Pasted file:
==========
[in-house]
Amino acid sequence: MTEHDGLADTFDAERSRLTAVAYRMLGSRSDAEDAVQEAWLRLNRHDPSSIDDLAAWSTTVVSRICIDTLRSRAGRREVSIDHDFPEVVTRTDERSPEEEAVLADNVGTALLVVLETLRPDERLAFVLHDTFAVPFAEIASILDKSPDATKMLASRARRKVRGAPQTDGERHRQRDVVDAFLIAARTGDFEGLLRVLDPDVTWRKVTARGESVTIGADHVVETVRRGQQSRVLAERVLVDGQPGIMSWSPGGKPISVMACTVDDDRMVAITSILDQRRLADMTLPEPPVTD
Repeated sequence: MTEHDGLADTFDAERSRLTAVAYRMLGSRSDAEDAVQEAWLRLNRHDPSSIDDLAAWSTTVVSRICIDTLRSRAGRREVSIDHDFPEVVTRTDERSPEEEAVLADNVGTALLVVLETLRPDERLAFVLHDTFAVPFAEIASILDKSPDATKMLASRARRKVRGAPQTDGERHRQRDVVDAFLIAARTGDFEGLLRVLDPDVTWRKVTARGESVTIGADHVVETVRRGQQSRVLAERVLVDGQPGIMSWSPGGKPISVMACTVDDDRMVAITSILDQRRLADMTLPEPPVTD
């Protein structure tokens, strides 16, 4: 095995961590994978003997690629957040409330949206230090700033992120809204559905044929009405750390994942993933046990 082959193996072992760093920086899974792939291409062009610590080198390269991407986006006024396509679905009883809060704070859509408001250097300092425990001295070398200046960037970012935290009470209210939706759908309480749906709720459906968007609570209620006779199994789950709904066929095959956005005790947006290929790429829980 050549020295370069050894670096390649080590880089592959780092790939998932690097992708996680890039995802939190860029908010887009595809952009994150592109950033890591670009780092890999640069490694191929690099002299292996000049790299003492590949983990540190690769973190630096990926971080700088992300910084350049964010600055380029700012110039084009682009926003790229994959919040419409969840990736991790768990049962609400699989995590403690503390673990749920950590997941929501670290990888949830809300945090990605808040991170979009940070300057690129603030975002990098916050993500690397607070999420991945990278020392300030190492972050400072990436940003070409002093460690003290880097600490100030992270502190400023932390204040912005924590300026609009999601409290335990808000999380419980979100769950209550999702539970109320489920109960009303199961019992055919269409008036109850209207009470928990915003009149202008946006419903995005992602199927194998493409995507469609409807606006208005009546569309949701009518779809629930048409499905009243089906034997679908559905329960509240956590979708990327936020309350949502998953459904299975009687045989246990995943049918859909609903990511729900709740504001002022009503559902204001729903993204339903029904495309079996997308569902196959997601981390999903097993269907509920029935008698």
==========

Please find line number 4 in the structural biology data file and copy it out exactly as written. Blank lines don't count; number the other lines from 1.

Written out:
């Protein structure tokens, strides 16, 4: 095995961590994978003997690629957040409330949206230090700033992120809204559905044929009405750390994942993933046990 082959193996072992760093920086899974792939291409062009610590080198390269991407986006006024396509679905009883809060704070859509408001250097300092425990001295070398200046960037970012935290009470209210939706759908309480749906709720459906968007609570209620006779199994789950709904066929095959956005005790947006290929790429829980 050549020295370069050894670096390649080590880089592959780092790939998932690097992708996680890039995802939190860029908010887009595809952009994150592109950033890591670009780092890999640069490694191929690099002299292996000049790299003492590949983990540190690769973190630096990926971080700088992300910084350049964010600055380029700012110039084009682009926003790229994959919040419409969840990736991790768990049962609400699989995590403690503390673990749920950590997941929501670290990888949830809300945090990605808040991170979009940070300057690129603030975002990098916050993500690397607070999420991945990278020392300030190492972050400072990436940003070409002093460690003290880097600490100030992270502190400023932390204040912005924590300026609009999601409290335990808000999380419980979100769950209550999702539970109320489920109960009303199961019992055919269409008036109850209207009470928990915003009149202008946006419903995005992602199927194998493409995507469609409807606006208005009546569309949701009518779809629930048409499905009243089906034997679908559905329960509240956590979708990327936020309350949502998953459904299975009687045989246990995943049918859909609903990511729900709740504001002022009503559902204001729903993204339903029904495309079996997308569902196959997601981390999903097993269907509920029935008698």